Paper or plastic?

Would you be interested in an investment that pays 14.29%? You can get in for as little as a dollar, but the average investor puts in $6775.

You’ve had a fraction of a second to decide, but you can’t possibly still be thinking about it. 14.29%. This investment pays 7.8 times the highest available rate on money market accounts (from Flagstar Direct in Troy, Michigan), 8.4 times the highest rate on 1-year CDs (Ally Bank in Midvale, Utah) and 19 times the highest rate on checking accounts in a city chosen at random (Charles Schwab in Ocean View, Delaware.)

This investment came close to beating the Dow as a whole over the last year (which has gained 14.98%.) Unlike the Dow, this investment isn’t a gamble. It comes with a guaranteed return.

The investment is credit card debt. The numbers in the first paragraph are the average rate and balance among American cardholders.

Yeah, but he had a GREAT introductory rate.

Very funny, you soulless jerk. You’re poking fun at me while Visa and MasterCard are busy giving it to me repeatedly and hard.

Then here’s the same advice recommended to any woman who whines about being in an abusive relationship: stop being a victim.

If you have a spare dollar, there’s no excuse for having credit card debt. This post is mostly for the benefit of the people who haven’t incurred credit card debt, but if you’ve already let it get away from you, you need to wage the equivalent of total war on your debt.

Wear a sweater instead of turning the heat on. Learn to cook, and never eat out. Sell that car. You own it outright? We don’t believe you, but if you do that’s even better and will take a significant chunk out of any credit card debt you owe. Buy a bike or take the bus. Live the life of a Kosovar refugee until you eliminate that balance. A few months or even years as an ascetic beats the hell out of a lifetime as a credit card company’s sharecropper.

If you haven’t yet incurred credit card debt, the austere lifestyle above is what awaits you if you do. The only question is whether you want to compress it into as little time as possible, or spread the pain out over a lifetime.

The mantra will never get old nor obsolete: Buy assets, sell liabilities. The two aren’t purely symmetrical, however. Assets, those wonderful constructs that enrich you, are somewhat optional. Liabilities, in all their impoverishing glory, are not. You have to pay them, one way or another.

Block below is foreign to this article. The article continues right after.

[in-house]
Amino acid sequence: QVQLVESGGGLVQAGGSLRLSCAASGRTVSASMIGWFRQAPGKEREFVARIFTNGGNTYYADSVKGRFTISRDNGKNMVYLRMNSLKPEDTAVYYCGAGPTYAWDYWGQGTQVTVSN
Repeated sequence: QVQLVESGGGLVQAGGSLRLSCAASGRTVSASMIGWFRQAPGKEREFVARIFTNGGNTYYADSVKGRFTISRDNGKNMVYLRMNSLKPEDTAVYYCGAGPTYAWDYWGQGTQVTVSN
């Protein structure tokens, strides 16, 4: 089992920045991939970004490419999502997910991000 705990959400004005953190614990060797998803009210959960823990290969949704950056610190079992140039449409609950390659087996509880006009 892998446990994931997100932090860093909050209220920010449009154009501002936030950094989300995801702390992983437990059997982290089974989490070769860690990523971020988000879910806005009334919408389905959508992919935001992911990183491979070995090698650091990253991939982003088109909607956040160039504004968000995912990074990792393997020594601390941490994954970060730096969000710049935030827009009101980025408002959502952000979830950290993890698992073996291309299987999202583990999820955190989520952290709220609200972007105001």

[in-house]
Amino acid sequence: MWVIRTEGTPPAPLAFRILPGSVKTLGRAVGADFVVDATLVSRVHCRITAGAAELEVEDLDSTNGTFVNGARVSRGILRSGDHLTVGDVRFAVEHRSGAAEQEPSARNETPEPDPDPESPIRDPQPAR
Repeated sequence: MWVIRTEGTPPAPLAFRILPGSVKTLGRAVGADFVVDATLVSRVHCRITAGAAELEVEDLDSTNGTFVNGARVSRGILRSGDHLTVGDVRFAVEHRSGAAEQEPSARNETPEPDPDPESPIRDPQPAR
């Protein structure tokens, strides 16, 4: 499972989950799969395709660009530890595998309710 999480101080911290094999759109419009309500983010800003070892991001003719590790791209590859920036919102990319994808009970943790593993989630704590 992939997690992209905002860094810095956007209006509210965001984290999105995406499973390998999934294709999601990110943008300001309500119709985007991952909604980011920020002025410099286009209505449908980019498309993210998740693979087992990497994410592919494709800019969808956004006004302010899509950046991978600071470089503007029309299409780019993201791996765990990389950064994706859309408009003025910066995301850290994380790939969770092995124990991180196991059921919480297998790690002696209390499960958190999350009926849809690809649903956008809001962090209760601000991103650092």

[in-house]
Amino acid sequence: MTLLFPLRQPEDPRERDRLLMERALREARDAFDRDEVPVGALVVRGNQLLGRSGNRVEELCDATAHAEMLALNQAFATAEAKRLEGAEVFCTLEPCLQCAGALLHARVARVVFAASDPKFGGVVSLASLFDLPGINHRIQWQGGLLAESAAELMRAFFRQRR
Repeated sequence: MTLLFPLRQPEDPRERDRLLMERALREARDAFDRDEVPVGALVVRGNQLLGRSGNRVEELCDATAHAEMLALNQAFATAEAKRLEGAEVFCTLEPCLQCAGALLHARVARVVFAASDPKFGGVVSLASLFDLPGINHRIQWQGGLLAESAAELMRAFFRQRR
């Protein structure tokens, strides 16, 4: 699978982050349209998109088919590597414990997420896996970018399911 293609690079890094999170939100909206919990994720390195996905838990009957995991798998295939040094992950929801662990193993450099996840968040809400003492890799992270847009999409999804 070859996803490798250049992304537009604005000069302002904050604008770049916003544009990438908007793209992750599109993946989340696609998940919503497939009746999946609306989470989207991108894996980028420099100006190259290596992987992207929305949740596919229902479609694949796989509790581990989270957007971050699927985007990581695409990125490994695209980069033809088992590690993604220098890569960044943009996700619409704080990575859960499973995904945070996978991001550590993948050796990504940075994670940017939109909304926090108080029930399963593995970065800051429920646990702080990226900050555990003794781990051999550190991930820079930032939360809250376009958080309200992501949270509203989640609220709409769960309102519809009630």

The fewer liabilities you have – e.g. a credit card balance that’s enriching the issuer while rendering you worse than broke – the less capacity you have for buying assets that will ultimately keep you out of poverty.

There appears to be no consensus on which culture the following proverb supposedly originates from – Chinese, Songhai, perhaps Aztec – but it applies here in spades:

“The best time to plant a tree is 20 years ago. The second-best time is now.”


Lung cancer is an effective means for killing 1.3 million people every year. Fun symptoms include shortness of breath, abdominal pain, and fatigue. Many lucky patients also enjoy profound weight loss, and even deformed fingernails. Pain in the bones, metastasis to the kidneys and lymph nodes, skin that turns grey…lung cancer is something you’re probably going to want to shun, unless you’re a masochist of historic order.

Control Your Cash isn’t above dispensing occasional unsolicited amateur medical advice. You want to know the best way to avoid lung cancer? A way that’ll reduce your chances by at least 90%, assuming you want to avoid spending your declining years bedridden and praying for the sweet release of death?

Never start smoking.

Hopefully you’re not looking for a more intricate answer, because that’s as complex as this one gets.

You can figure out where we’re going with this. If you want to avoid being indebted to credit card companies for the rest of your life, don’t take that first drag. Don’t buy that first pack. (Or if you do, at least pay for it with cash.)